How Does Airbnb Make Money? Business Model Explained!

Using Airbnb, people can rent out their primary residences as lodging to travelers. Hosts typically rent out their homes to supplement their income, while renters typically want a homey atmosphere that hotels cannot provide. It earns most of its revenue from service fees from bookings charged to both guests and hosts.

At a fully diluted valuation of $47.3 billion, Airbnb’s IPO raised $3.5 billion on Dec. 10, debuting on the Nasdaq under the ticker ABNB at $68 a share. Last quarter, the company reported revenue of $1.34 billion, down nearly 19% from the previous year. It nonetheless reported net income of $219 million despite primarily turning losses in the past.

The Sharing Economy

Peer-to-peer is a term often used to describe the sharing economy. Shared human and physical resources make it easier for buyers and sellers to conduct their business. One example is the collaborative consumption of products and services.

In the sharing economy, companies make money by connecting buyers and sellers instead of directly providing goods and services. Revenue from this model is likely to continue growing. Peer-to-peer businesses such as eBay and Craigslist have been around for more than a decade. Many of the newer companies, such as Uber, Lyft, and Airbnb, have been modeled to fulfill a variety of consumer needs. 

You can learn more about how Airbnb has developed its business model to become the behemoth it is, as well as how it makes money.

How Airbnb Makes Money

There are more than seven million listings on Airbnb in more than 200 countries. It has more than 150 million users, with six people booking a room every second.

Service fees

Airbnb’s revenue is primarily derived from service fees charged both to guests and hosts during bookings. Depending on the type of listing, guests are required to pay a non-refundable service fee of 14.2% or less. With a larger reservation, guests can save on service fees, allowing them to use the savings on other expenses.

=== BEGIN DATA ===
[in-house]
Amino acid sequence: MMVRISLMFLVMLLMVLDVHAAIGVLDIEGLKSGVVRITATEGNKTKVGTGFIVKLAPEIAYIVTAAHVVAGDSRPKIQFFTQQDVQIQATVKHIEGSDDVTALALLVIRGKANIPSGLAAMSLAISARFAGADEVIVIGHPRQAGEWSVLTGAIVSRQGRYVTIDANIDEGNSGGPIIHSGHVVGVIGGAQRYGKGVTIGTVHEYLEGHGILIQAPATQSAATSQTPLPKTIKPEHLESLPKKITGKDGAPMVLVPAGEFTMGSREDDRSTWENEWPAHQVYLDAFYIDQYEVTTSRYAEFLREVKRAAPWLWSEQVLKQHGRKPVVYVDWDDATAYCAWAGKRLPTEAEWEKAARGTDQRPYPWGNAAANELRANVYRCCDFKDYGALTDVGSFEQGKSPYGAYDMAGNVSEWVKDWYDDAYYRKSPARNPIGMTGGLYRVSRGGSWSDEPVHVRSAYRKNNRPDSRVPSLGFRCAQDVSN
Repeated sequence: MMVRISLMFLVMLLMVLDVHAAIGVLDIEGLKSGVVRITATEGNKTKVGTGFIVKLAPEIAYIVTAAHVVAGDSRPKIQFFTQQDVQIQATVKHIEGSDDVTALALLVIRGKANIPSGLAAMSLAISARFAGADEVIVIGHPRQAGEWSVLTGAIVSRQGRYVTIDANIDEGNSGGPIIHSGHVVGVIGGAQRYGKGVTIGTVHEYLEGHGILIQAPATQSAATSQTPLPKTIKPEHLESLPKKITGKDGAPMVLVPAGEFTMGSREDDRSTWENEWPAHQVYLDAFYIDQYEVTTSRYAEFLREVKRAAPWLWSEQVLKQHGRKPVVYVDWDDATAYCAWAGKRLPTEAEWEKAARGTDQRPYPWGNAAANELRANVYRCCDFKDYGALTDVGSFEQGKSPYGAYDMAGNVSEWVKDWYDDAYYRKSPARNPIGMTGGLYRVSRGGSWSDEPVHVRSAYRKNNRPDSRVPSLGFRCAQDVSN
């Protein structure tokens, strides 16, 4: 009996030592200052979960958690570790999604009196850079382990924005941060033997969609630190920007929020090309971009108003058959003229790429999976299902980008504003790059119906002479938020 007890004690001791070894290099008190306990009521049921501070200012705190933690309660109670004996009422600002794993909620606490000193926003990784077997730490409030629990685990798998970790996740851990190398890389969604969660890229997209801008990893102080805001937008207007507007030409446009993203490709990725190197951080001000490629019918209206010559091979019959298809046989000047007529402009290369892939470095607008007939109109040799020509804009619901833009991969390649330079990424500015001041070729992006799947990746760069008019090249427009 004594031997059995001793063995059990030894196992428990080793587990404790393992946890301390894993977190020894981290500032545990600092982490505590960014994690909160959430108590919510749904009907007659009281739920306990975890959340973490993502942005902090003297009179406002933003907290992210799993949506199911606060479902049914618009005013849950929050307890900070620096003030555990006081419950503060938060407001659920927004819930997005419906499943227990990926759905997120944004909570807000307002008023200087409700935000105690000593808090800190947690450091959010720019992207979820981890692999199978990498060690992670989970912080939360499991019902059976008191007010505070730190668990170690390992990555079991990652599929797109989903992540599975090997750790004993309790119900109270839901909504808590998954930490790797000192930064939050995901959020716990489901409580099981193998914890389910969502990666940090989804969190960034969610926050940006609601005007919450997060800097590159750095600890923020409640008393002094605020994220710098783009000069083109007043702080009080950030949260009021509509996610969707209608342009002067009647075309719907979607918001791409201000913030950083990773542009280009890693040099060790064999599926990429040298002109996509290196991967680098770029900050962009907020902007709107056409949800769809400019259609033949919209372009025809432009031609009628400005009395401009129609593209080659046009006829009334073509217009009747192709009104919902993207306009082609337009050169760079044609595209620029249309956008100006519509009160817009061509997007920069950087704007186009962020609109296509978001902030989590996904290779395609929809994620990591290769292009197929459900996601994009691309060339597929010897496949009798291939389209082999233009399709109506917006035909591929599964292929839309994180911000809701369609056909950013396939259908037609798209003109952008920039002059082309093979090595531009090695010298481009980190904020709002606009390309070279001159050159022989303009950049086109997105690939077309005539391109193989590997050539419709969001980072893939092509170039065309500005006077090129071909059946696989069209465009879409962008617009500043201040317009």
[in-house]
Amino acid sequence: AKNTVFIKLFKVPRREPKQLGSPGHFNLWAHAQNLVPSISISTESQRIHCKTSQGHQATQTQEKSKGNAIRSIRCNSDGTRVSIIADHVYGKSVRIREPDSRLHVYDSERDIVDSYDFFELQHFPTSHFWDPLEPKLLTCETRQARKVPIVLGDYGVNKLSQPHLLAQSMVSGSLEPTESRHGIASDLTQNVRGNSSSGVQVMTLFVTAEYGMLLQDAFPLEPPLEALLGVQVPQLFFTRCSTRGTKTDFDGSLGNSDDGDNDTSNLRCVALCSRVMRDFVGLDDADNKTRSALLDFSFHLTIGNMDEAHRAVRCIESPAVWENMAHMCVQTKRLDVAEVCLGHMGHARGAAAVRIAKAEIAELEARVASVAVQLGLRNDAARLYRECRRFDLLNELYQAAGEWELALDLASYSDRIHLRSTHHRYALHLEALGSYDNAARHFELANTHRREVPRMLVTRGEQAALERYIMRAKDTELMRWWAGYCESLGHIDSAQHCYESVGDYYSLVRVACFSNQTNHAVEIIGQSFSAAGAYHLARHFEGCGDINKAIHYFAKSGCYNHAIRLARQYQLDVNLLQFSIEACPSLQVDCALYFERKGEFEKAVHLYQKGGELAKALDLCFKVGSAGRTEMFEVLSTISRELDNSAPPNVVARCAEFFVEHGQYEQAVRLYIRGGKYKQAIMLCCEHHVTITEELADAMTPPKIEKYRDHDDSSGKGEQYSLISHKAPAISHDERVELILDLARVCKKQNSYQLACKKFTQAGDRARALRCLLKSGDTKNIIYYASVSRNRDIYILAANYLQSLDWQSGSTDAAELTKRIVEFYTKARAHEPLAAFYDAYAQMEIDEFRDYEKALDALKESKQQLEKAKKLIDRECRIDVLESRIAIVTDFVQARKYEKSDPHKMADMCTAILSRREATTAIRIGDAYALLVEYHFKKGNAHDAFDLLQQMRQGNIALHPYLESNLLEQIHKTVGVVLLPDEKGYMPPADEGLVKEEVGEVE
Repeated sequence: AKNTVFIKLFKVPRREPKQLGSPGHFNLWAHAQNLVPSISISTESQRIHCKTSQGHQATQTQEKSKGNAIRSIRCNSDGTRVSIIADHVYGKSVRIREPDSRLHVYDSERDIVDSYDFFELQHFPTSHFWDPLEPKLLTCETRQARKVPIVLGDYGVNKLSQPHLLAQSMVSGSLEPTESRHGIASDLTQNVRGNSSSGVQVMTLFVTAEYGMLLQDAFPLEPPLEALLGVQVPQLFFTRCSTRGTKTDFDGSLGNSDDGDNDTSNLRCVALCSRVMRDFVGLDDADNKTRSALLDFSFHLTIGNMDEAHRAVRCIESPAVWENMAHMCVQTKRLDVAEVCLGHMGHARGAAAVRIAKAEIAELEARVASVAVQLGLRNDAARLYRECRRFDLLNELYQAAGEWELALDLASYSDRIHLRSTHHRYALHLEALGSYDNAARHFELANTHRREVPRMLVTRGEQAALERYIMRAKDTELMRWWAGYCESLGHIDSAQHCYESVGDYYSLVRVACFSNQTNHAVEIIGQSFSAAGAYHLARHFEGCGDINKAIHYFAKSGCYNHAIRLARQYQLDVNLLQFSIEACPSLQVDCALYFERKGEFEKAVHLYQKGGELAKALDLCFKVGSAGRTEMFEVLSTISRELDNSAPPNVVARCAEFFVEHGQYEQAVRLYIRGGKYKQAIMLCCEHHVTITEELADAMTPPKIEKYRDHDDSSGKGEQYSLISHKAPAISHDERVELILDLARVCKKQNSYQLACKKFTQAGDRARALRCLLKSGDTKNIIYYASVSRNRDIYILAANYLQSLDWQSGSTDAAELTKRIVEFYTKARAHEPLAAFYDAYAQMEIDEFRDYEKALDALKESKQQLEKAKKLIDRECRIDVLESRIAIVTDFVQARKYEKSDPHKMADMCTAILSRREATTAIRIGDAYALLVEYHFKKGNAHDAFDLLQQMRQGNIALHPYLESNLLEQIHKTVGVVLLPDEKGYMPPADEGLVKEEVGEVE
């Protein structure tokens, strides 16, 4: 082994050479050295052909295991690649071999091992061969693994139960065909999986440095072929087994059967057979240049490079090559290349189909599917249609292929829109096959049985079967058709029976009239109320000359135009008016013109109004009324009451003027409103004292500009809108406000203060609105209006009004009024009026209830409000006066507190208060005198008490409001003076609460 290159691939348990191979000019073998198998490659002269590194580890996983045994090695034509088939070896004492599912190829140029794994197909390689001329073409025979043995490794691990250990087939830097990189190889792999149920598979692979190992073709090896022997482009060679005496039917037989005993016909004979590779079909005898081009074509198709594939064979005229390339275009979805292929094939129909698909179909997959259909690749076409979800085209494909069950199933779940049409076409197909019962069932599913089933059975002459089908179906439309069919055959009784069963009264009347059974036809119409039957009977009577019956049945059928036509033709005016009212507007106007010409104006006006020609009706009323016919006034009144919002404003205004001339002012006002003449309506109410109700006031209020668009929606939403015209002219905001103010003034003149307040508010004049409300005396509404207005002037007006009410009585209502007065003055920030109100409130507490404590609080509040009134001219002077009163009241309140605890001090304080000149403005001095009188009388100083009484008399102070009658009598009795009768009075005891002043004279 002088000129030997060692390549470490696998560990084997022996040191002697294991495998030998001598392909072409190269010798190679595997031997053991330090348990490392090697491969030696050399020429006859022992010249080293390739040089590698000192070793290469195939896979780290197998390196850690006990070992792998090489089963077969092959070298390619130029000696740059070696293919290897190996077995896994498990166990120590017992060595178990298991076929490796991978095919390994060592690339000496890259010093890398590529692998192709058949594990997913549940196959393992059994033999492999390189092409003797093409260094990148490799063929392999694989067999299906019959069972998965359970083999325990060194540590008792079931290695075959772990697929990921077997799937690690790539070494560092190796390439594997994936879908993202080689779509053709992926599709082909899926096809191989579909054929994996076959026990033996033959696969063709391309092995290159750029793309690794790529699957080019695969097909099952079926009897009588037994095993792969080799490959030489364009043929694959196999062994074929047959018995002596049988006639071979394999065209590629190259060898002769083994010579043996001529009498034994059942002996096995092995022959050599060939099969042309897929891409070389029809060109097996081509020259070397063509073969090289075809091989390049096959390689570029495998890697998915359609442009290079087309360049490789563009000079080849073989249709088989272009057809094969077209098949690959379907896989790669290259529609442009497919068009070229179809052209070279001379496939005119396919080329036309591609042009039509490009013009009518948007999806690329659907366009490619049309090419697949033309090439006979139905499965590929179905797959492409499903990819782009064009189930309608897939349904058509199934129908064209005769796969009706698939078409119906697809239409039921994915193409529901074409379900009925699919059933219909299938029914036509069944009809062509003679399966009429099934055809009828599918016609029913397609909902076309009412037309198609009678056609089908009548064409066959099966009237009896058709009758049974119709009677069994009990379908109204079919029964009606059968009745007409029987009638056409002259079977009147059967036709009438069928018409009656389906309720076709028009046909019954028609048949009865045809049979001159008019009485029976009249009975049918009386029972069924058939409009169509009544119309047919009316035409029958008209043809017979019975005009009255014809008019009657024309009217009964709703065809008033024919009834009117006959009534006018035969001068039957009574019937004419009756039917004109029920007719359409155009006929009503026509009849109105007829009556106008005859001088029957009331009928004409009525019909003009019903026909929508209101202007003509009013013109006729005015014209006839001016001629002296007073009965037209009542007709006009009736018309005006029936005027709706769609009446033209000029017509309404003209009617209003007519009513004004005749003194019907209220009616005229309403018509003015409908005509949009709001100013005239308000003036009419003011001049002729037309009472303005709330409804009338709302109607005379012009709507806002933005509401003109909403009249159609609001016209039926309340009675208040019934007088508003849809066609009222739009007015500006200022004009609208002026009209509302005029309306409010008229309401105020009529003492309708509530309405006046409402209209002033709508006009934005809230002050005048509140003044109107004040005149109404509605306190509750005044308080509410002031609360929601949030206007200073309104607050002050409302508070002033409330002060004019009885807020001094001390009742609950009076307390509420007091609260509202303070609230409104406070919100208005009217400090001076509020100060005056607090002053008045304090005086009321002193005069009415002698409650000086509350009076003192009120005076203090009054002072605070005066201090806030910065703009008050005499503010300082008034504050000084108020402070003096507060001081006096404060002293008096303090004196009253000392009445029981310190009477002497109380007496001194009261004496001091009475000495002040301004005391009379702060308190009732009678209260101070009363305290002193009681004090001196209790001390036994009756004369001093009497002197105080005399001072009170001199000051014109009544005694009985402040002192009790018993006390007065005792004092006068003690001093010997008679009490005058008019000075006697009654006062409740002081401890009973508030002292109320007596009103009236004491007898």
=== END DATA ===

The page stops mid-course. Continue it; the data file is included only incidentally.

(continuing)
With every completed booking, hosts are also charged a 3% service fee to cover the processing of guest payments. Depending on the listing, this fee can be higher or lower. Guests pay the service fee when they book a reservation unless the host cancels or retracts it. If an alteration is made to the reservation, Airbnb adjusts the fee accordingly.


In addition to Airbnb fees, customers in the European Union (EU), Switzerland, Norway, Iceland, and South Africa are subject to value-added taxes (VATs). Guests in the EU are also subject to taxes based on the rate found in the guest’s home country. Value-added tax is deducted from hosts’ earnings from booking reservations.

Exchange Rates

Airbnb charges exchange rates if guests pay for a booking in a currency that’s different from the currency of the place they are visiting. Airbnb determines the exchange rates. This allows Airbnb to make a profit from the difference.

A Brief History of Airbnb

The idea for Airbnb came about after the founders, Brian Chesky and Joe Gebbia, turned their San Francisco apartment into a makeshift bed and breakfast by placing an air mattress in the living room. In order to offset the high cost of rent, the pair rented the space out to travelers. They created a website for short-term rentals in 2008, along with Nathan Blecharczyk, which eventually became Airbnb.